Brian McCann’s 2005 Nissan 350Z | Hans Marquez photo
Every generation has had its love affair with cars, it seems, until we got to the millennials. Cars of the 1980s and ’90s didn’t have the futuristic fins of the ’50s, the flashy style of the ’60’s, nor anything quite like muscle cars of the ’70s… or so we thought.
Mercedes-Benz participating in 2016 FCCS | Jacqueline Curry Photo
The inaugural show, produced with support from Car Street Journal and NicoClub.com, was staged during Arizona Auction Week and attracted more than 100 primarily Japanese and European vehicles to High Street in North Phoenix..
Brian Styles, a Florida-based car collector, pointed out that ’90s Japanese muscle cars “kind of took over where American muscle left off, and they did it in such a way that was ingenious.”
“Kids can afford them, adults can afford them, they have reasonable insurance costs because they have 300 horsepower, but we just gave birth to the whole tuning scene” Styles said.
“When you have a car that looks good at 20 years old, it’s still going to look good at 50 years old. It just will. Especially when it has all the right curves.”
His words were illustrated by the inaugural Future Classics Car Show Best of Show winner, a 1977 Toyota Celica GT Notchback with a twin-cam Toyota engine swap.
Acura NSX | Jacqueline Curry Photo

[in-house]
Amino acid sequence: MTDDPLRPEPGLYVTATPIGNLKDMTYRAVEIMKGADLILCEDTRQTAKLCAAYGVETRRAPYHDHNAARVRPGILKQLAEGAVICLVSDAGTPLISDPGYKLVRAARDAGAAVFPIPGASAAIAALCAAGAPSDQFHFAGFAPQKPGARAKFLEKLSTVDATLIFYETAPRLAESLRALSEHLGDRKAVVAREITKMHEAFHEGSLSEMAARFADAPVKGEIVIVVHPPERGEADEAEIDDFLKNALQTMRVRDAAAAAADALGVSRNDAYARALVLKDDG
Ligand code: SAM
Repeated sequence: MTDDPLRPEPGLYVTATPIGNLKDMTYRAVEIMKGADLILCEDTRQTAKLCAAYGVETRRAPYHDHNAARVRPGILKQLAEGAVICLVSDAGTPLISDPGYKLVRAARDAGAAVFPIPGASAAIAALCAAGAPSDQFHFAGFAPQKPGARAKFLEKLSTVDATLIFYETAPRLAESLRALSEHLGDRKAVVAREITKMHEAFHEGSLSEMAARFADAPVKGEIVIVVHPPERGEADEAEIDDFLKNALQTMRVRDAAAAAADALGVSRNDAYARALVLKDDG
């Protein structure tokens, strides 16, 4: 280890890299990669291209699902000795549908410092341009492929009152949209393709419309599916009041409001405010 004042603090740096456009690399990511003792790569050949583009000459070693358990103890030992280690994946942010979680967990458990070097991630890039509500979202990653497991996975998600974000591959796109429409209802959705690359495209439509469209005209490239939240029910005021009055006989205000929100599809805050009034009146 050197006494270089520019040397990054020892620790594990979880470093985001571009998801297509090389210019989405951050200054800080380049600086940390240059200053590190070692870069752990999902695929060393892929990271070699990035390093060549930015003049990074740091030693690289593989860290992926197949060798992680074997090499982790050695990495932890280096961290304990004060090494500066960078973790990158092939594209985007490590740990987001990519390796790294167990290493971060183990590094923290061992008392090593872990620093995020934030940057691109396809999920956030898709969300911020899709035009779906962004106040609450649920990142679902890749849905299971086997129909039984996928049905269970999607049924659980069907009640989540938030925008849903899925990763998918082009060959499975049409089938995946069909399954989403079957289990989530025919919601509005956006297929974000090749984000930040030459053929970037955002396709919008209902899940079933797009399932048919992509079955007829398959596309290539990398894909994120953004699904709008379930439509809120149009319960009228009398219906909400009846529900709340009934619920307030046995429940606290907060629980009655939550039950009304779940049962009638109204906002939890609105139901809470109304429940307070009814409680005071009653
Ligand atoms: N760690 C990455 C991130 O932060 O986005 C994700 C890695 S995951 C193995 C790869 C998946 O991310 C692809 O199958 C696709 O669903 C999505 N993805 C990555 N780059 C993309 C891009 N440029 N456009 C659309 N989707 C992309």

ClassicCars.com continues to celebrate the next generation of collector cars by hosting the secondFuture Classics Car Show, scheduled for January 16, 2017, atop a parking garage at the Scottsdale Quarter, located on the northeast corner of Scottsdale Road and Greenway-Hayden in the heart of auction activity.
Classic Car News’ East Coast Editor Andy Reid returns as head judge for the event, which runs from 4 p.m. to 9 p.m., which provides more time for judging and for people to view the cars. The earlier start is made possible because January 16 also is a holiday, Martin Luther King Jr. Day.
Ford will be the featured marque, though all makes and models post-1975 are welcome to participate. With limited space, pre-registration is encouraged and a $10 registration fee is payable on the day of the event.
Those interested in having a booth or sponsoring part of the show can submit contact details through the event website.
Spectators can enjoy the show at no cost.
Anyone can join the conversation via the event hashtag #FCCS2017 and can share a future classic or see others going to the show.